José Martí was a world class poet and essayist whose literary works ushered in the modernist literary tradition in Latin American letters. He was also an impassioned revolutionary who spent most of life organizing and instigating for the cause of Cuban freedom from Spanish colonial rule. He died in battle fighting for Cuban liberation and is considered “the Apostle” of Cuban Independence.
José Julian Martí Pérez was born on January 28, 1853 in Havana, Cuba to Mariano Martí Navarro and Leonor Pérez Cabrera; he was the eldest and only boy of eight children. In 1865, at the age of twelve, he enrolled in the Escuela de Instruccciónes Primarias Superior Municipal de Varrones where he met two people who would play key roles in his life: Rapahel Maria de Mendive, the director of the school, who would help shape Martí’s social views and help finance his studies, and a student his age, Fermín Valdes Dominguez, who would become his best friend and fellow student activist.
By the time the Ten Years War broke out in 1868, a war of liberation against Spanish rule in Cuba, Martí was already driven by two passions that would be central to his adult life: an abhorrence of slavery (still legal in Cuba at the time) and the goal of Cuban Independence from Spain.
In October, 1869, at age 16, he and his friend Fermín Valdez Dominguez co-wrote a letter critical of Spanish rule in Cuba which resulted in his arrest and condemnation to six years in prison.
He remained in prison for year but was released in 1871 and allowed to flee to Spain. Settling in Madrid, he wrote “Political Imprisonment in Cuba,” in which he enlisted the support of the Spanish citizenry to end governmental brutalities in Cuba. By 1873, Martí was in communication with the Central Revolutionary Junta of New York (organizing for the ouster of the Spanish from Cuba) and had written “The Spanish Republic and the Cuban Revolution,” in which he advocated for Cuban independence from Spain.
Throughout the period of 1875 through 1878, Martí traveled extensively’ first to Mexico City, where he met his future wife Carmen Zayas Bazan, then to Guatemala, where he taught at the National University and wrote the play, Country and Liberty (An Indian drama) and the book Guatemala.
He returned to Havana at the conclusion of the Ten Years War in 1878 and married Carmen Zayas Bazan. Following a short stay in Venezuela, Martí settled in New York City in 1881 and was soon immersed in the activities of the Cuban Revolutionary Committee, headed by General Calixto García, a veteran of the Ten Years War. Martí found work in New York as a journalist, writing for the English language paper The Sun as well as working as a foreign correspondent for the Argentine newspaper La Nación and Mexico City’s La Opinion Liberal. During this time Martí also wrote poems and translated English language novels into Spanish.
In 1891, Martí’s influential essay “Nuestra America,” (Our America) was published in New York and Mexico City. It established Martí as a modernist essayist and advanced his notion that Americas had the right to establish their own governments based on their own unique realities and not based on the values and interests of colonial powers.
In October of 1891, he published his collection of poems Versos Sencillos (Simple Verses). One of the poems of this collection contains the lines which were later adapted into the popular folk song, “Guantanamera.”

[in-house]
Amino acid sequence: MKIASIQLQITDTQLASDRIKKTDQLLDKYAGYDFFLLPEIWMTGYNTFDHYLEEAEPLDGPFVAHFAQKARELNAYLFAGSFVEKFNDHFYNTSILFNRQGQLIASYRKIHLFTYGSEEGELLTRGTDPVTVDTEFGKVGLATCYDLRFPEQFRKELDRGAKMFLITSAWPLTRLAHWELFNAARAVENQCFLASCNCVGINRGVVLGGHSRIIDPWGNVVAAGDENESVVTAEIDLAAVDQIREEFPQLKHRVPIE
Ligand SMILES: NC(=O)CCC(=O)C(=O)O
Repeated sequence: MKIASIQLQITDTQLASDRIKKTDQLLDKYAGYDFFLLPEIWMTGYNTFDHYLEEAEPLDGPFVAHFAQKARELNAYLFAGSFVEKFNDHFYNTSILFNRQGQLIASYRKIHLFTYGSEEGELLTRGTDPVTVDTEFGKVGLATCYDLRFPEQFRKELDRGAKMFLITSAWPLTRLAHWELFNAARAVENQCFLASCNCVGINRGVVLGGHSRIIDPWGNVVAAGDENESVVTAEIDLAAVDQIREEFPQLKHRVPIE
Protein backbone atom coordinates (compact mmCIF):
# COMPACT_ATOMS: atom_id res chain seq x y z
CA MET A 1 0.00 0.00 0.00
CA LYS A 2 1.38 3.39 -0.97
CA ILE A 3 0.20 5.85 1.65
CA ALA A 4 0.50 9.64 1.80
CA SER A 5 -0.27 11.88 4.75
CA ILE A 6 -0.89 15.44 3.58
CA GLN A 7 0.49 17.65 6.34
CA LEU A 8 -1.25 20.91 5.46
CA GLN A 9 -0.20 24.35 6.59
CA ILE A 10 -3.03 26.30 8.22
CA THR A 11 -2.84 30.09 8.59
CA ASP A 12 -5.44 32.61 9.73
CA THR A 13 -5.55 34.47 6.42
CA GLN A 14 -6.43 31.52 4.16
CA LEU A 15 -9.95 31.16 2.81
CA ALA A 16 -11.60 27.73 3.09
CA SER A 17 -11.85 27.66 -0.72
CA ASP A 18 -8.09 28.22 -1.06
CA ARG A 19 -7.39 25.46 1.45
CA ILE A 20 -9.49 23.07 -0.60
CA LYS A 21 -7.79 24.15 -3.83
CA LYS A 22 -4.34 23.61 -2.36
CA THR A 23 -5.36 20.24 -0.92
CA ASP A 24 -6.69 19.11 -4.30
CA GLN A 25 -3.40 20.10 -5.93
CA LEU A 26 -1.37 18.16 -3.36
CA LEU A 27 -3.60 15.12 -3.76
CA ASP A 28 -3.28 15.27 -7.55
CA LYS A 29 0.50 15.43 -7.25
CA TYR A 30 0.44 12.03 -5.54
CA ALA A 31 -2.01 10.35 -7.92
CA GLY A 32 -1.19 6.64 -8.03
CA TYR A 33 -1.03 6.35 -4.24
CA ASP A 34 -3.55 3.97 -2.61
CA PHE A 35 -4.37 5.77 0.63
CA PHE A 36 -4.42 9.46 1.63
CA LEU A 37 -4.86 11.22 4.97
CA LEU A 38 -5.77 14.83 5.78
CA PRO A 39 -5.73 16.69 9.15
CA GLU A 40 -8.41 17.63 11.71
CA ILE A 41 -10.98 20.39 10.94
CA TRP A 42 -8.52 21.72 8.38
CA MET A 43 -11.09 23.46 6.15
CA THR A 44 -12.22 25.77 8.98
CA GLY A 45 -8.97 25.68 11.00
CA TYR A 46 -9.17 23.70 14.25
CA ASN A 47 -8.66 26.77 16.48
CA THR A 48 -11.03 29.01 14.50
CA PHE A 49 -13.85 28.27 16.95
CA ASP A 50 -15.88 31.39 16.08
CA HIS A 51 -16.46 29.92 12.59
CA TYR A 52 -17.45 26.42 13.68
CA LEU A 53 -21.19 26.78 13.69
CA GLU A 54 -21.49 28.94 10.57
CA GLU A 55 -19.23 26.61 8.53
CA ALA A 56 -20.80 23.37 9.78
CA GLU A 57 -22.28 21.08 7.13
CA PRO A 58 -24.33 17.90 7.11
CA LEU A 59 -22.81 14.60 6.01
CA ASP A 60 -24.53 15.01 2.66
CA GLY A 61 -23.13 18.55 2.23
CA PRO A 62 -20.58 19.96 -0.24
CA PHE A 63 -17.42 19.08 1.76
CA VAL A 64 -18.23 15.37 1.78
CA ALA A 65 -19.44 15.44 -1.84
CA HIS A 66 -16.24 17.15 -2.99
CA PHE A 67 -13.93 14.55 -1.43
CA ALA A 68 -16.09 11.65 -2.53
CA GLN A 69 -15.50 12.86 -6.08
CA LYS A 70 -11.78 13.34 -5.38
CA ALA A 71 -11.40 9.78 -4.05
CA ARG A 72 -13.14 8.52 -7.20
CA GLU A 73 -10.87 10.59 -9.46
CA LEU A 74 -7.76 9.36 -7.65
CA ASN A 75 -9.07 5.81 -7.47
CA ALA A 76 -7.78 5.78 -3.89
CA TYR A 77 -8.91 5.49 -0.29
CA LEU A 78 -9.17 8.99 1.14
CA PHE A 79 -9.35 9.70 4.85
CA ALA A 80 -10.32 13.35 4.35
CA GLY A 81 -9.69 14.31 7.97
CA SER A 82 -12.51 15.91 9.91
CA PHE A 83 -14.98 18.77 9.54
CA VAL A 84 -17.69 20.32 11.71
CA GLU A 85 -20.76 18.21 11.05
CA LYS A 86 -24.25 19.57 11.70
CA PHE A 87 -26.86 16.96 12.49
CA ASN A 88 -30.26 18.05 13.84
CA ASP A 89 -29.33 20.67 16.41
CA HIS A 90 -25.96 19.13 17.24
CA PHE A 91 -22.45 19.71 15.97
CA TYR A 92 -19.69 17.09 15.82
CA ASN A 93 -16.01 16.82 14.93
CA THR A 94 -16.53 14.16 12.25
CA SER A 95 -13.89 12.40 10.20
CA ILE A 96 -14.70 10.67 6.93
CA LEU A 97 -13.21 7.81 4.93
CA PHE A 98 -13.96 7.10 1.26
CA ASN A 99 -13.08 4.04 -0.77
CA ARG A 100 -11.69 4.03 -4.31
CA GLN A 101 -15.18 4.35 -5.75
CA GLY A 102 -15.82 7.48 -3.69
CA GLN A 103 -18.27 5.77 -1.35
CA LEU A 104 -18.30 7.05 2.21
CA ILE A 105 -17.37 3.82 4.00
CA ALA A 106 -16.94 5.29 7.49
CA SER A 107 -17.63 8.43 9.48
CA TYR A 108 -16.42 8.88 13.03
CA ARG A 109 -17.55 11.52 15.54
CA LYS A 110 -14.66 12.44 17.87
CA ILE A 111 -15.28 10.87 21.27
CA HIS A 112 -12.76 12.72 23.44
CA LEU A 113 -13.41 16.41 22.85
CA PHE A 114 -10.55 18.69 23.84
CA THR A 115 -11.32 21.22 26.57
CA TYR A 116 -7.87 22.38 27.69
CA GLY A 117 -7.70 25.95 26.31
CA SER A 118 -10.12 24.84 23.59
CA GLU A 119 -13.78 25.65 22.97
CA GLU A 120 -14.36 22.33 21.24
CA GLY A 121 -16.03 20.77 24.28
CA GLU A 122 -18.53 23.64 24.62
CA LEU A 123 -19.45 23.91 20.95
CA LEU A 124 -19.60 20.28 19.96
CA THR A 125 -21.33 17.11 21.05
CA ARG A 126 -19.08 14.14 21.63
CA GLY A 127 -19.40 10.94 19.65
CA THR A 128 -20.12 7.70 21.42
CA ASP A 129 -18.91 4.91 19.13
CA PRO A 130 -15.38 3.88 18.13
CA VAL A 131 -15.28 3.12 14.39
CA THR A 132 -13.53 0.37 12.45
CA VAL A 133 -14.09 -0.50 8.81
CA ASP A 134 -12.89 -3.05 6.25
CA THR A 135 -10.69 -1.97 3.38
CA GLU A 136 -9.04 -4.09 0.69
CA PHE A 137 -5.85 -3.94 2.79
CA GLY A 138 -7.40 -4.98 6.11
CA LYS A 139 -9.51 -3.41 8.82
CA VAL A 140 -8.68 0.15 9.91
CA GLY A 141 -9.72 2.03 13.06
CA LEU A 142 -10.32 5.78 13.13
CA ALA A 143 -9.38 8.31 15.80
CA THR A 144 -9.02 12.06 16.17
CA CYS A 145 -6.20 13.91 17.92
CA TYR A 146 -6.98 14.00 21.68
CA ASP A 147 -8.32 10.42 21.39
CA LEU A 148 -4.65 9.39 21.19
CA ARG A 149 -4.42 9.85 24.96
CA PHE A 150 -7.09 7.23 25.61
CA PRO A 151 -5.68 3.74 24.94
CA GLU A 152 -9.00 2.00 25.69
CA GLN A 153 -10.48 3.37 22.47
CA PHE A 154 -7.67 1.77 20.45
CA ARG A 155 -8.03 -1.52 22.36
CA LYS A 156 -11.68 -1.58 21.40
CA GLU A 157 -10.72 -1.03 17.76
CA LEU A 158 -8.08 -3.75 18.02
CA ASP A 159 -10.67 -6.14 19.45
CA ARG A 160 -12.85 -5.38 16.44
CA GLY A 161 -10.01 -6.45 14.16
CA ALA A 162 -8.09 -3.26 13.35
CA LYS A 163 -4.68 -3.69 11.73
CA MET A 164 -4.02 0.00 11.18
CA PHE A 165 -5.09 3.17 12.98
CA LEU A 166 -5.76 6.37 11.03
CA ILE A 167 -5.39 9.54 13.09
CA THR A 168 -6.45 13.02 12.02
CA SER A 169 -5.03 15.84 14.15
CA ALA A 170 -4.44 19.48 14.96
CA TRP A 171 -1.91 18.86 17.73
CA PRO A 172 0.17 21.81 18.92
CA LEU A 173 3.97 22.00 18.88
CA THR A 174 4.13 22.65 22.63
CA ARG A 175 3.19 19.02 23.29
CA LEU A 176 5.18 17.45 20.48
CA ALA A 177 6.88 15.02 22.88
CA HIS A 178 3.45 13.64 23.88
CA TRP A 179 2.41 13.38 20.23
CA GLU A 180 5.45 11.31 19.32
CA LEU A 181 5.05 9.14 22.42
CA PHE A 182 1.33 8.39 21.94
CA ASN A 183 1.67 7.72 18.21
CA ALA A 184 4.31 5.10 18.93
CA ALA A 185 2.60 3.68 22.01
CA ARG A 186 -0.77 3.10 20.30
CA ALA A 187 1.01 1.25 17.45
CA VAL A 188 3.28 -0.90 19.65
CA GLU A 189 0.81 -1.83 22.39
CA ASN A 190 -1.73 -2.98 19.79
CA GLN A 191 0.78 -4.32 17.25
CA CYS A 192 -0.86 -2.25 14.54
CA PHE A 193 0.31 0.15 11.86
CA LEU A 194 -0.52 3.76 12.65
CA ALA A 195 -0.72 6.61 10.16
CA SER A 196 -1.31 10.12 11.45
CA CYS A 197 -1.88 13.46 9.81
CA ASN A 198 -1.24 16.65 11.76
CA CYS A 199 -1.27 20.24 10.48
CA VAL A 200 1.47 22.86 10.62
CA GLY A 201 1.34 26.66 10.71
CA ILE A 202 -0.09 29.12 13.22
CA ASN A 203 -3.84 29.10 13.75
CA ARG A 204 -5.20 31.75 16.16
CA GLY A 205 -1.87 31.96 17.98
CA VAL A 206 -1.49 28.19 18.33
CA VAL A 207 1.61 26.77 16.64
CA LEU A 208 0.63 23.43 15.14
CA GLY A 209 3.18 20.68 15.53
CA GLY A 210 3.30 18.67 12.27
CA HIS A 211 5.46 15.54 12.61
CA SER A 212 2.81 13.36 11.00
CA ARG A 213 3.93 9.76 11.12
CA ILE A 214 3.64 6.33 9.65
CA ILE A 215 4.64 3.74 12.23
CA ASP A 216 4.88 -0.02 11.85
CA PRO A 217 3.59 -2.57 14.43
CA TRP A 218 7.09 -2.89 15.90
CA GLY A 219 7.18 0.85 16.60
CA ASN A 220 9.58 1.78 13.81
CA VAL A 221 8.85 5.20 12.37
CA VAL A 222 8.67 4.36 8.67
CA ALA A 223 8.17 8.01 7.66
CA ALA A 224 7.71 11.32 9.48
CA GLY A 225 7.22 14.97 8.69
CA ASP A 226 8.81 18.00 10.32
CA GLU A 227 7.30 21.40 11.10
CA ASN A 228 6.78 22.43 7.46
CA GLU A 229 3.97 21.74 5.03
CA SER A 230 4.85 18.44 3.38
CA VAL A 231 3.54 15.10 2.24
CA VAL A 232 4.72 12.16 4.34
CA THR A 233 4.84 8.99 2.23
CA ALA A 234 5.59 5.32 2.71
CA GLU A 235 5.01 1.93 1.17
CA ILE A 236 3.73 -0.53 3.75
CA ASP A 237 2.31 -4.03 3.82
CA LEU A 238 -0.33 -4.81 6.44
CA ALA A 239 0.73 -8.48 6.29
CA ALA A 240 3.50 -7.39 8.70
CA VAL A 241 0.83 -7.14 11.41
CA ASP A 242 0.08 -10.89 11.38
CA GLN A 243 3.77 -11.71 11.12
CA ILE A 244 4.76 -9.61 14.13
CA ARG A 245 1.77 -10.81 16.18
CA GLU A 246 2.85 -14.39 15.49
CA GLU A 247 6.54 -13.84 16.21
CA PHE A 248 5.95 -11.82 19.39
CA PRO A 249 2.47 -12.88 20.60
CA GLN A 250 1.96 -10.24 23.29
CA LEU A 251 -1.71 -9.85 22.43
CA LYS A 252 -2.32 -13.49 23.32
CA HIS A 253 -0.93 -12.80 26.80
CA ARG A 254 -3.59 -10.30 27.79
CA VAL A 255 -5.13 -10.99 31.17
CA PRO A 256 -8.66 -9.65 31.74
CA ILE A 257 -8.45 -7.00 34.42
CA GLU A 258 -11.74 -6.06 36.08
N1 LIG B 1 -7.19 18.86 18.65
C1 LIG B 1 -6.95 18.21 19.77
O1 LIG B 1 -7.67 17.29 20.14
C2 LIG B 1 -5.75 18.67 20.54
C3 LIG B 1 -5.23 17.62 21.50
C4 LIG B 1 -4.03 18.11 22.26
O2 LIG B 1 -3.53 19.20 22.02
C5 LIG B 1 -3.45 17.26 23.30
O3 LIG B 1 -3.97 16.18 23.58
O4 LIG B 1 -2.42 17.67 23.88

Throughout this period Martí never lost sight of the cause of Cuban liberation from Spain, editing and publishing the newspaper La Patria (The Nation) in 1892 which soon became the official publication of the Cuban Revolutionary Party. During much of 1892 he traveled throughout New York, Washington, D.C., Florida, Philadelphia, Haiti and the Dominican Republic raising funds for the Cuban Revolutionary Party and drumming up support for an armed resistance in Cuba.
By 1893 Martí had become an driving force for ousting Spanish rule in Cuba. He met with General Máximo Gómez in the Dominican Republic and met with the mulatto general Antonio Maceo in Costa Rica. With them Martí planned a Cuban uprising against the Spanish in Cuba. By 1894, the armed invasion of Cuba was imminent. Martí wrote the call to arms, “A Cuba” (To Cuba) in January of 1894 in La Patria newspaper.
The Cuban uprising involved two major groups, one contingent led by General Antonio Maceo and his brother José, which departed from San Jose, Costa Rico and landed at the Cuban coast near Baracoa on March 31, 1895. The second group included José Martí, General Máximo Gómez, and other revolutionaries and departed to Cuba from Monticristi, Dominican Republic. Martí and his group landed at Playitas, on the west Cuban coast on April 11, 1895 and within a short time had made contacted with the group of Cuban revolutionaries led by Antonio Maceo. Martí, Maceo and Gómez met at Antonio Maceo’s camp near Santiago de Cuba on May 5th and discussed a coordinated military campaign against the Spanish forces. But on May 19, 1895, Marti was killed fighting in the battle of Dos Rios, when he led a charge against Spanish forces.
Cuban efforts at self-determination were undermined when the U.S.S. Maine was blown up in Havana Harbor, purportedly by Spanish forces, which initiated the Spanish American War. At the conclusion of the war, the Platt Amendment (May 22, 1903), a treaty forced onto Cuba by the United States, sanctioned indefinite United States occupation and intervention in Cuban affairs. It was not until 1934 that Cuba finally became a sovereign nation when President Franklin. D. Roosevelt repealed the treaty as part of his Good Neighbor Policy.